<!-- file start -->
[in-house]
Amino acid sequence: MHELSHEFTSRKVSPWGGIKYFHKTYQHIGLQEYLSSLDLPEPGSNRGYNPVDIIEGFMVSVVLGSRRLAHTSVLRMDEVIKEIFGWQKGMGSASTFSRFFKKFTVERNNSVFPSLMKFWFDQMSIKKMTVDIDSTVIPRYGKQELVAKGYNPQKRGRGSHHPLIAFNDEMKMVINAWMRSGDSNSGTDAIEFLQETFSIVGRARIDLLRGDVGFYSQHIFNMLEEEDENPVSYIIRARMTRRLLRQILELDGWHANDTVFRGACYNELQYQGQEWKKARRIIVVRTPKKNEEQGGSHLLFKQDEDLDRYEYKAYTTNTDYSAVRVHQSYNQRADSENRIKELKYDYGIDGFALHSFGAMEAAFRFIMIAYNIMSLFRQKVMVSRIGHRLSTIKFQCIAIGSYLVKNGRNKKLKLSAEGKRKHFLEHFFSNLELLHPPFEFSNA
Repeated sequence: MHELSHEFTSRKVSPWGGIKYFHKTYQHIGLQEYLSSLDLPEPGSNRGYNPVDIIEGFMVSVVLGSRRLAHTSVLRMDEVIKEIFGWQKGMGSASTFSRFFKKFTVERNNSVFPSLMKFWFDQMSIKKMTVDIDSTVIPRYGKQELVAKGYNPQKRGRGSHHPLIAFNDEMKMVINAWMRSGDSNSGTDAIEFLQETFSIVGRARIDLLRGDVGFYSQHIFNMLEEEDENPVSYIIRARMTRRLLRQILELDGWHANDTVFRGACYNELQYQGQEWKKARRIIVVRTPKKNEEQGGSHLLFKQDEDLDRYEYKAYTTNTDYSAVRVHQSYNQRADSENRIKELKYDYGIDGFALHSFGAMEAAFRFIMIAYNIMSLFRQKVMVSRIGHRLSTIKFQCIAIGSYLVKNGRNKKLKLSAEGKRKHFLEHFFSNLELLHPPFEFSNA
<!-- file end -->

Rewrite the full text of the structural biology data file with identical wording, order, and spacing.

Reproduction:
[in-house]
Amino acid sequence: MHELSHEFTSRKVSPWGGIKYFHKTYQHIGLQEYLSSLDLPEPGSNRGYNPVDIIEGFMVSVVLGSRRLAHTSVLRMDEVIKEIFGWQKGMGSASTFSRFFKKFTVERNNSVFPSLMKFWFDQMSIKKMTVDIDSTVIPRYGKQELVAKGYNPQKRGRGSHHPLIAFNDEMKMVINAWMRSGDSNSGTDAIEFLQETFSIVGRARIDLLRGDVGFYSQHIFNMLEEEDENPVSYIIRARMTRRLLRQILELDGWHANDTVFRGACYNELQYQGQEWKKARRIIVVRTPKKNEEQGGSHLLFKQDEDLDRYEYKAYTTNTDYSAVRVHQSYNQRADSENRIKELKYDYGIDGFALHSFGAMEAAFRFIMIAYNIMSLFRQKVMVSRIGHRLSTIKFQCIAIGSYLVKNGRNKKLKLSAEGKRKHFLEHFFSNLELLHPPFEFSNA
Repeated sequence: MHELSHEFTSRKVSPWGGIKYFHKTYQHIGLQEYLSSLDLPEPGSNRGYNPVDIIEGFMVSVVLGSRRLAHTSVLRMDEVIKEIFGWQKGMGSASTFSRFFKKFTVERNNSVFPSLMKFWFDQMSIKKMTVDIDSTVIPRYGKQELVAKGYNPQKRGRGSHHPLIAFNDEMKMVINAWMRSGDSNSGTDAIEFLQETFSIVGRARIDLLRGDVGFYSQHIFNMLEEEDENPVSYIIRARMTRRLLRQILELDGWHANDTVFRGACYNELQYQGQEWKKARRIIVVRTPKKNEEQGGSHLLFKQDEDLDRYEYKAYTTNTDYSAVRVHQSYNQRADSENRIKELKYDYGIDGFALHSFGAMEAAFRFIMIAYNIMSLFRQKVMVSRIGHRLSTIKFQCIAIGSYLVKNGRNKKLKLSAEGKRKHFLEHFFSNLELLHPPFEFSNA